The Story of the Meat Pie
This delicious pastry is a staple in Australian cuisine and can be found in almost every corner of the land down under. And what better way to enjoy it than with some tomato sauce, or as we Aussies like to call it, dead horse. But wait, it gets even more "ocker" than that - we actually refer to the pie and sauce combination as a "dog's eye with dead horse."
Whether it's at the footy match or as a quick lunch on the go, these flaky pastries have been a beloved part of Australian culture for generations. But did you know that Australia has a rich history of pie-making that dates back to the early days of European settlement?
Pies were initially introduced to Australia by British settlers back in 1788. In those days, pies were a cheap and easy way to feed hungry families, and they quickly became a popular part of Australian cuisine. In fact, pies were so popular that they became our take on the British tradition of takeaways, providing Aussies with a portable and hearty meal that could be eaten hot or cold.
The First Pie-Makers
As time went on, pie-making techniques evolved and Aussie chefs began to innovate and experiment with new flavours and ingredients. The first Australian pie-makers emerged in the early 1800s, around the same time that wheat was first being milled in the country. By the 20th century, pie production had become a booming industry, with companies like Sergents producing pies that were almost identical to the ones we know and love today.
Australian Pie Folklore
One of the most fascinating stories in Australian pie lore is the tale of the 30,000 pies that were cooked for the opening of Parliament House in Canberra in 1927. Unfortunately, not enough people showed up to the event, so the rumour goes that 10,000 of these delicious morsels were buried under where the Treasury Building now stands. Today, pie production continues to thrive in Australia, with Four & Twenty producing a staggering 50,000 pies per hour.
Evolution of the Pie
While pies have remained a favourite food of Aussies for many years, they have certainly evolved from their humble beginnings. Today, chefs experiment with all sorts of unique flavour combinations and ingredients, from crocodile and kangaroo to more traditional meat fillings. Pies are no longer just made with beef or chicken; lamb, pork and even vegetarian options are now widely available.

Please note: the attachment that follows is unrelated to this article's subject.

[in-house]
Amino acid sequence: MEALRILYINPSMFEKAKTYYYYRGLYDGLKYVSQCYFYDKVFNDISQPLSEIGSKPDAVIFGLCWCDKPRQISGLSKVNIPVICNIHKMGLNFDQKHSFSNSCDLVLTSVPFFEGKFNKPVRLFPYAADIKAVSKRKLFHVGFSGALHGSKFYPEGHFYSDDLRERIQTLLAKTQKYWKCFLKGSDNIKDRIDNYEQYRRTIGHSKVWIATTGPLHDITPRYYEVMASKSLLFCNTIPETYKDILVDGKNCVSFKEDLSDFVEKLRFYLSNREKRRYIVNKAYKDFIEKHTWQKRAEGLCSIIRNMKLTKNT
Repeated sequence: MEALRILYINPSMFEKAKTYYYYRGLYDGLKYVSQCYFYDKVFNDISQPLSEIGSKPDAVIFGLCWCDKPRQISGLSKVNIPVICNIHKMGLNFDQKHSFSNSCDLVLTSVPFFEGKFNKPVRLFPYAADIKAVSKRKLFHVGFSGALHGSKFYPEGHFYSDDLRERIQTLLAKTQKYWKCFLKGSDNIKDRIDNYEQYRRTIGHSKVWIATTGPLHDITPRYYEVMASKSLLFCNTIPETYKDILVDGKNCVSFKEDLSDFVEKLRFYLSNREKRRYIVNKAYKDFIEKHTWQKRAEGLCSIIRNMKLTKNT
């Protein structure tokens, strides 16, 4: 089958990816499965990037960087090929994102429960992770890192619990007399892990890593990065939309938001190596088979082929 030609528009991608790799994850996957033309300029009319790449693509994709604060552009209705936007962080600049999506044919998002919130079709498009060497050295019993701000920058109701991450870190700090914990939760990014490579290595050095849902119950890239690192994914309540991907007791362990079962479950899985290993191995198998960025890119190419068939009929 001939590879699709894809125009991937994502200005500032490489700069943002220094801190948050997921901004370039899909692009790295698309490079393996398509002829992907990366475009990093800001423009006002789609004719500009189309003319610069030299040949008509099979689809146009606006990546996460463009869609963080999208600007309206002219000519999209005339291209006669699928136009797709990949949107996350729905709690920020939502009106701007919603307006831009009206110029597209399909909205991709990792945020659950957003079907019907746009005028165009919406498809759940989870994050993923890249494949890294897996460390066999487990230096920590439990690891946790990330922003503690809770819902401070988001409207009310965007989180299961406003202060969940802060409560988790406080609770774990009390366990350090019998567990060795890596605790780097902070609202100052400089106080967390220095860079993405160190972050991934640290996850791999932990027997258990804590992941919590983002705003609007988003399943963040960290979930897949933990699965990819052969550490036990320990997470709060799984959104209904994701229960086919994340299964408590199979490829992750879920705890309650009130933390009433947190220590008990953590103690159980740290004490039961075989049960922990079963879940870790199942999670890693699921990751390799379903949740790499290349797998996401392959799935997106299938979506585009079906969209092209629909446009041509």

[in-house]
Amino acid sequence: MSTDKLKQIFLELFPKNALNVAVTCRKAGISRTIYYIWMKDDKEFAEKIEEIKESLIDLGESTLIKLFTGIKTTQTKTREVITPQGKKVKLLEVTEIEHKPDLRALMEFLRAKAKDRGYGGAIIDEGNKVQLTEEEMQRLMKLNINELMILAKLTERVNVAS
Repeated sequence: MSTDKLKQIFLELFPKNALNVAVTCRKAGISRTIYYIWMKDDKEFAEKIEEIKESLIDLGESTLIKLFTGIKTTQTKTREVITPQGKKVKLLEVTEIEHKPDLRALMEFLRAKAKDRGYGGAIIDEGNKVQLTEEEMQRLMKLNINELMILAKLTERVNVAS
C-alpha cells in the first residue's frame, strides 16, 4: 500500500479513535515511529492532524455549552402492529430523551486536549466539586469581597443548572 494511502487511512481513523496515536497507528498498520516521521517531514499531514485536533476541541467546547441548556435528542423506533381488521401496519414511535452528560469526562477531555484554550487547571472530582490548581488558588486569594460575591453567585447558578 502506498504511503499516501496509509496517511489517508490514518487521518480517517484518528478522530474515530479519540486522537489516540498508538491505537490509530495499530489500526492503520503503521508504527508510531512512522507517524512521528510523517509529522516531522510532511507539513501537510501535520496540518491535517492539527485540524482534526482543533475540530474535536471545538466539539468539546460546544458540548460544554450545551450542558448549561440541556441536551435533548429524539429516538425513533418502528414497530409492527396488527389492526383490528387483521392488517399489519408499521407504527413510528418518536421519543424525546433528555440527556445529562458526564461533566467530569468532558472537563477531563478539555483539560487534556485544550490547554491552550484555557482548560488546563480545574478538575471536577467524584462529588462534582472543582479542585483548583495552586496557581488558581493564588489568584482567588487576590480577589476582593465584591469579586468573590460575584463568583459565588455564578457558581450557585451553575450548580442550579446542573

With over 270 million pies consumed each year in Australia, it's clear that this beloved food is here to stay. From their origins as a cheap and easy meal for early settlers to their place as a staple of Aussie food culture, pies have a rich history that continues to be celebrated and enjoyed today. So next time you tuck into a piping hot pie at the footy, take a moment to appreciate the tradition and history behind this iconic Australian dish.
So if you're ever in Australia, make sure to try this classic combo and impress the locals with your newfound slang knowledge!
Eating a meat pie in Australia can be an art form and there are several methods people use:
- Tomato Sauce on Top: Some people put tomato sauce on top of the pie and then just bite into the pie.
- Poking Holes into the Pie: Some poke holes into the pie and squirt sauce in.
- With a Knife and Fork: Some people prefer to use a knife and fork, which allows you to dip each bite in sauce.
- Deconstructed Pie: Some people completely deconstruct a pie before eating it. They take the lid off, put tomato sauce on the meat, eat the meaty insides with a spoon, and then eat the meatless pastry.
- The Cautious Way: This method involves carefully slipping out a small mouthful-sized portion of the pie from the plastic cover, adding sauce to this part, and biting into it.
However, traditionally, after removing the pastry lid off the pie, Australians squeeze the tomato sauce onto the meat, place the lid back on top, and eat the meat pie carefully – using gravity to ensure no meat spills. Enjoy your pie!
26 Oct 2023